The National Academy of Construction lost its second member with the death of Carroll Hilton Dunn on 31 January 2003 at the age of 86 years. He will be interred at Arlington National Cemetery on 6 March 2003.
Along with literally hundreds of others, I feel Carroll’s loss deeply. We first met in 1974 when we served together on a committee for the AGC Education and Research Foundation. He went to extra efforts to bring Letha to Washington so I could meet her. Since that time, we have had a continuous professional and personal relationship for almost 30 years. That relationship has included Shirley and Letha, who have many mutual interests; thus, our families have corresponded and visited on a regular basis.
Carroll, a native of Arkansas, began his military career upon receiving his bachelor’s degree in mechanical engineering from Illinois in 1938. He and Letha Jontz married shortly thereafter and lived in Laredo, Texas, until 1941. It was in Laredo where they became friends with Roy and Gwynne Dodge. Carroll wrote the NAC Memoriam for Roy in December 2002.
Carroll’s military career was one of rapid advancement. He became an Engineer Combat Battalion Commander and served with the 30th Infantry Division in WWII, landing at Omaha Beach and participating in the final drive into Germany. He was wounded by an enemy mine during this period, but after two months in a hospital in England, rejoined his unit. Carroll’s “Memoirs,” which were written by the historian for the U.S. Army Office of the Chief of Engineers, provide fascinating stories of many engineering innovations during the European invasion.
His military career involved an increasing number of assignments, both domestic and overseas in such locations as Japan, Greenland, Korea, and Vietnam. He authored a book describing the construction and logistics support for the U.S. and Free World Force in Vietnam. His assignments also included Director of Titan II Missile System Construction, Director of the U.S. Army Waterways Experiment Station, and Division Engineer of the Southwestern Engineer Division of the U.S. Army Corps of Engineers, where construction of the Manned Spacecraft Center in Houston was under his supervision, along with many other major projects. At one time, Carroll was responsible for military construction within the Army, the Air Force, NASA, and other government agencies, as well as the Army Nuclear Power Program and specialized fallout shelter engineering support for civil defense.
Carroll’s final assignments in the Army were as Deputy Chief of Engineers, Director of Defense Nuclear Agency, and Chairman of the NASA Aerospace Safety Advisory Panel. He retired from military service as Lieutenant General in September 1973 after a remarkable 35-year career.
Carroll Dunn always had an allegiance to higher education. Although his baccalaureate degree was in mechanical engineering, he received a master’s degree in civil engineering in 1947 from Iowa State University. He was later approached by Iowa State to accept the Dean of Engineering position, but after careful consideration reluctantly declined. The University of Texas at Austin established the Carroll H. Dunn Endowed Graduate Fellowship in 1992 in recognition of Carroll’s higher education contributions.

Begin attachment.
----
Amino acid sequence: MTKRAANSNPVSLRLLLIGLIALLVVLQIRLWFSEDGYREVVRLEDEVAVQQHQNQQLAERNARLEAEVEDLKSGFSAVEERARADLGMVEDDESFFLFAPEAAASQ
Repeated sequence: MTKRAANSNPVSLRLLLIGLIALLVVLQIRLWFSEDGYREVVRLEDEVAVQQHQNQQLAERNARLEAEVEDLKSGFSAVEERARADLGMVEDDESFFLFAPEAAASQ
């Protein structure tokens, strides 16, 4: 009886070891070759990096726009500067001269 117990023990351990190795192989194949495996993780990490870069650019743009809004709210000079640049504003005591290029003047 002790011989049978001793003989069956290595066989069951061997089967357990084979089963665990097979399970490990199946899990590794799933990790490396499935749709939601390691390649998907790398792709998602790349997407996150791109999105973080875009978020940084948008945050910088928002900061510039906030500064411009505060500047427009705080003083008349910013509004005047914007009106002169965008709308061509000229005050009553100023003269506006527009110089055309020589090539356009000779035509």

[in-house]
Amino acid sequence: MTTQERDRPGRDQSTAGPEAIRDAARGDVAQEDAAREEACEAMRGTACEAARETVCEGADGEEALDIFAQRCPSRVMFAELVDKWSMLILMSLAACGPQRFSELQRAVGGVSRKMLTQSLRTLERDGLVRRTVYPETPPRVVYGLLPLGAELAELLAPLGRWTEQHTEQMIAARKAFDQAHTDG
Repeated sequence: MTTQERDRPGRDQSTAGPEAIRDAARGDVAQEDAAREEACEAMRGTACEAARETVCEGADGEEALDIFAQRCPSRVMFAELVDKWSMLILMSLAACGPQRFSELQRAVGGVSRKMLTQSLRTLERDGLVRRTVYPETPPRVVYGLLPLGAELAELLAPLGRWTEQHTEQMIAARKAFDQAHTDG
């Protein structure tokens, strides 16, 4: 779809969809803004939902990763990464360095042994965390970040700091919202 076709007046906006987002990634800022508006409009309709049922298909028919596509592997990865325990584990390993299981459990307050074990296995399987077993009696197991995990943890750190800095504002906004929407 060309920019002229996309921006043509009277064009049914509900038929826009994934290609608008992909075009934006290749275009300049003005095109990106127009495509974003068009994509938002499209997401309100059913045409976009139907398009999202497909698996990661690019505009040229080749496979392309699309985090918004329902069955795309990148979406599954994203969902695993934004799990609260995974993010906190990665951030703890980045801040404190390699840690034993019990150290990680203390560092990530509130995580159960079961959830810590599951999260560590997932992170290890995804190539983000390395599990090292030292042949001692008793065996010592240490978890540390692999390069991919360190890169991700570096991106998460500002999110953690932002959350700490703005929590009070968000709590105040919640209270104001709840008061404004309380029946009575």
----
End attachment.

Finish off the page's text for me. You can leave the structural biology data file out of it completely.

His military retirement in 1973 launched Carroll and Letha into three new careers. He joined Consolidated Edison Company of New York in 1973 and served as senior vice president for construction, engineering, and environmental affairs until 1981. He directed the Business Roundtable’s Construction Industry Cost Effectiveness (CICE) Project, a major contribution to improving our industry, until 1988. As a result of his earlier experience and CICE activities, he helped to establish and guide the development of the Construction Industry Institute, which has named its most prestigious recognition as the Carroll H. Dunn Award of Excellence. He was the first recipient of the award in 1985.
As might be expected with such an illustrious career, Carroll Dunn received many other awards. His number of military awards is lengthy and is perhaps best summarized by the “Chief of Engineers Award for Outstanding Public Service,” which was given 20 years after his retirement. He was elected to both the National Academy of Engineering and the National Academy of Construction. He held prominent positions in church and civic organizations, including president of the Board of Governors of Pinehurst Country Club, the home of the Golf Hall of Fame.
Carroll would probably cite his family and personal friendships as his most significant accomplishments. He and Letha worked as a close team for 63 years and their marriage produced two children, five grandchildren, and seven great-grandchildren. Carolyn Dunn Dean has three children (Robert, Mike, and Brian). Stretch (Carroll H. Dunn, Jr.), who followed in his dad’s footsteps, lives in Birmingham, AL, and has two children (Steve and Cheryl). Carroll and Letha doted on their family to the extent that the personalized license plate on their car was composed of their grandchildren’s initials. They could quote their grades and ACT scores. They never missed family events and drove cross-country several times to see their grandson play professional baseball.
Much has been said about the lasting benefits that our Nation has received from the Greatest Generation, and Carroll was the epitome of that Generation. The many titles and awards that he received were the natural result of a man driven by love of God, love of family, and love of Country. He will be missed personally by family and friends. His integrity and principles will be missed by the nation.